While listening to “Stand By Your Man,” you may soon start thinking of questions. Most importantly, is asking what is the law of spousal privilege?
Society has often felt the strain of doing what’s right and what helps their spouse. Unfortunately, there is a fine line between your duties to your home and abetting criminals. While it may seem confusing at first, understanding the law of spousal privilege gets easier.
Learn more from us at Blackman Bail Bonds, your trusted source for 24-hour Pennsylvania agents.
What is Spousal Privilege?
Much like doctor-patient confidentiality, spouses may find themselves in positions where they can’t come forward. If what was said was mentioned in confidence, the law believes it should be protected. However, this only applies to communication made from one spouse to the other. If one individual physically witnesses a crime taking place, they must report it.
Another stipulation is that spousal privilege becomes null when other people also hear the communication. When plans are discussed in public and other patrons hear, they can also report it.
You can only offer so much protection when your spouse decides to break the law. Make sure you don’t become an accessory and be sure to defend yourself as well.
Where Does Spousal Privilege End?
What happens if one spouse literally sees blood on their spouse’s hands? Or if they walk in on them in the process of assaulting someone?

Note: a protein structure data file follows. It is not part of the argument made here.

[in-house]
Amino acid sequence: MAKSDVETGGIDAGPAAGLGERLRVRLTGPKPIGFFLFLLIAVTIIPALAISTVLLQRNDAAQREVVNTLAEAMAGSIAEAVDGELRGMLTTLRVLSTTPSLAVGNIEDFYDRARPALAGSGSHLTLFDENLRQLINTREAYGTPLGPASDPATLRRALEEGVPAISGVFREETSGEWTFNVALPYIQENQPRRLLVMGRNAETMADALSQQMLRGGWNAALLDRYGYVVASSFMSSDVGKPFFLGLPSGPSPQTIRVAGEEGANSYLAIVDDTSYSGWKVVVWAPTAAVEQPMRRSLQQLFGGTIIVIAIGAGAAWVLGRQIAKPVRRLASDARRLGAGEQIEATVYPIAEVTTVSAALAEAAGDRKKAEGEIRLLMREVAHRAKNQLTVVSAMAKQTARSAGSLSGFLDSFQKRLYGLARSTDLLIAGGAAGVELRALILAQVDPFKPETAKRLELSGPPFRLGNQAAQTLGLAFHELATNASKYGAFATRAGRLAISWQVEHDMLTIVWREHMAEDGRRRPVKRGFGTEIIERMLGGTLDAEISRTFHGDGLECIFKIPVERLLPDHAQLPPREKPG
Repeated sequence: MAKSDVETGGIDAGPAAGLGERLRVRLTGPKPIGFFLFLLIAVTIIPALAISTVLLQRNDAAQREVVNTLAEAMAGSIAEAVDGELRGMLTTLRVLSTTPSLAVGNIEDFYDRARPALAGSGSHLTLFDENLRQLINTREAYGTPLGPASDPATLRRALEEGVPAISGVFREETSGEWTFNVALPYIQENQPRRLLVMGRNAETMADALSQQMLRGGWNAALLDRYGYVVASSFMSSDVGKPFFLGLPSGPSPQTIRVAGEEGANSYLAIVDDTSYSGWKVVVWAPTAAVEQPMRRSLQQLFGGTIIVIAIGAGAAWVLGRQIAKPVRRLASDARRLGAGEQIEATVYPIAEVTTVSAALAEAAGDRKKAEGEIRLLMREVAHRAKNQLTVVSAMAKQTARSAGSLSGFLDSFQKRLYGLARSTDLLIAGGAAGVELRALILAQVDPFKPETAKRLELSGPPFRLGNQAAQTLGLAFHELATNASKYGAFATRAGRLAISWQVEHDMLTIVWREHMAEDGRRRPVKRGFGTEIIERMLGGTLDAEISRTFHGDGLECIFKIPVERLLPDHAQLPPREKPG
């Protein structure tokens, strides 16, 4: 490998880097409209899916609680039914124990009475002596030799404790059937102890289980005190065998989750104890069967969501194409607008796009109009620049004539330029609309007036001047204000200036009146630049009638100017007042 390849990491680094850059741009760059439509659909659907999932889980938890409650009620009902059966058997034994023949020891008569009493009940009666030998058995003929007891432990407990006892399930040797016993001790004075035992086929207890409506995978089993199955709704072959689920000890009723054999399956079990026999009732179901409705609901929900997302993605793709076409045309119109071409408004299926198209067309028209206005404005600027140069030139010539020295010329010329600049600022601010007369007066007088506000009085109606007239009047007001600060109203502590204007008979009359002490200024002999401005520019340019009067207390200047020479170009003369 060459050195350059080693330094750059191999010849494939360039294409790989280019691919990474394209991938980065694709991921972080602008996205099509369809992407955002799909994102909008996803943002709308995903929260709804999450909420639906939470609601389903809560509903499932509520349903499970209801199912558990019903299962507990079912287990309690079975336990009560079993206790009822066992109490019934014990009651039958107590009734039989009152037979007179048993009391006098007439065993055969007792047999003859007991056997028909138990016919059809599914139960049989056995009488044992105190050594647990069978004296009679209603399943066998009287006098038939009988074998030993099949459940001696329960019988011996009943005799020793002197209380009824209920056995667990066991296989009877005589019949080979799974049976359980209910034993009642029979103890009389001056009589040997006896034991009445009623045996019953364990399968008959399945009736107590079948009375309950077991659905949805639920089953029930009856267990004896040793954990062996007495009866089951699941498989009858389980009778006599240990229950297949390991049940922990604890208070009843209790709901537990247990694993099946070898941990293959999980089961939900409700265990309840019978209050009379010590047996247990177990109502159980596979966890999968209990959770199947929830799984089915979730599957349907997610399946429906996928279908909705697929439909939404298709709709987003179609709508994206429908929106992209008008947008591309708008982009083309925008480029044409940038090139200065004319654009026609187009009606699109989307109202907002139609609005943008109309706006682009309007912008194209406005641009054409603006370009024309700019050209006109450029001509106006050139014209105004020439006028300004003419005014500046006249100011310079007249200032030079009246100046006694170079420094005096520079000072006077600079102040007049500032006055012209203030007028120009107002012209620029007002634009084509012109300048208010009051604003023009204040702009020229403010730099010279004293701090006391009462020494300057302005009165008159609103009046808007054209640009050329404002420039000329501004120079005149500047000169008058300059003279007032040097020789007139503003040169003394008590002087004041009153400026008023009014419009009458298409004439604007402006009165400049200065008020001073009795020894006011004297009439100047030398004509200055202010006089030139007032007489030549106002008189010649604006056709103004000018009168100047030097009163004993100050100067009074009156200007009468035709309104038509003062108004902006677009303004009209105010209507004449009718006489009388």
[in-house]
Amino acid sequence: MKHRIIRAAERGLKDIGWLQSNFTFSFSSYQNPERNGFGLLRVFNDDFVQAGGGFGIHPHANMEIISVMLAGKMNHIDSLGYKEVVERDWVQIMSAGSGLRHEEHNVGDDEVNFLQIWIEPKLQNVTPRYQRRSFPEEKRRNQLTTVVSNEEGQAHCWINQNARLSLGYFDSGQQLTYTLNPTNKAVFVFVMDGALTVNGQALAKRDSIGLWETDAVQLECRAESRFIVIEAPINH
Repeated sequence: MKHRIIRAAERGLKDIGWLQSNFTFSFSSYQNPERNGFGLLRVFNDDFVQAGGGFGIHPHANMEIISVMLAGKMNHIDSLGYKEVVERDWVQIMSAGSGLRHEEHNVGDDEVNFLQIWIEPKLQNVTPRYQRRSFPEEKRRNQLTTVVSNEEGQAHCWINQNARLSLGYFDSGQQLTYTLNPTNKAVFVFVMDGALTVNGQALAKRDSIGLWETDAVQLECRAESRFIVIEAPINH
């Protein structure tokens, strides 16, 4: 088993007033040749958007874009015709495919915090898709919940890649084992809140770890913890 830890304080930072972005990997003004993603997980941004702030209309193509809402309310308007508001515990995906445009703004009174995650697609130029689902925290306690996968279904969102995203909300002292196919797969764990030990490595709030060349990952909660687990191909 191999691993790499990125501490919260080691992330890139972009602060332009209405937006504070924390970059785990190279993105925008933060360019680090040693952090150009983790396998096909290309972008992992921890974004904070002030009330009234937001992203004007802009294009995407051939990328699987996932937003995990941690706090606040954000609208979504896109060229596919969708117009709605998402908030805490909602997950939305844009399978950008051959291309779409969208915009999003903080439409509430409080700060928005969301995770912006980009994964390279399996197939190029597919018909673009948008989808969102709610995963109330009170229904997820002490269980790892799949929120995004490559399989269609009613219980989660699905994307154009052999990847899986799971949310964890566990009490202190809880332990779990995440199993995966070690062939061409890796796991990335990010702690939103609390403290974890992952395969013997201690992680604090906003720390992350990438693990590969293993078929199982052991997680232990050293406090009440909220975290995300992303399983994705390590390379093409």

Unfortunately, spousal privilege only extends to communication, and they may still need to testify. Protection for your wife or husband, as well as their legal obligations, is information-based.
The less that they know, the better the odds are that they can avoid testifying. They may also choose to take the stand to keep themselves from getting charged as an accessory. If spouses have already started a divorce, they may be able to avoid appearing in court. In other instances, if someone is facing charges of fraud, they may be forced to testify.
Why Does Spousal Privilege Exist?
At first, it seems odd that the law would actually prevent a witness from testifying. You might be surprised to learn that spousal privilege has been granted for nearly one hundred years.
Following the Roaring ’20s came the Great Depression and emboldened organized mafia rings. As a result, the FBI was formerly established to counteract surging crime rates. Although government agents had already existed in some capacity, the then G-Men were launched under Hoover. As more people turned to crime, just as many families became punished as well.
As a compromise, Wolfle v. United States established the precedent that marriages must remain protected. In 1934 spousal privilege was then granted in exchange for those impacted by crime themselves.
Are You or Your Spouse in Jail?
Spousal privilege only works under the right circumstances, and you may still be detained today. However, that doesn’t mean you must stay behind bars until your trial. You can call on us 24-hours of every day for agents throughout Pennsylvania. Choose Blackman Bail Bonds for service to any holding facilities.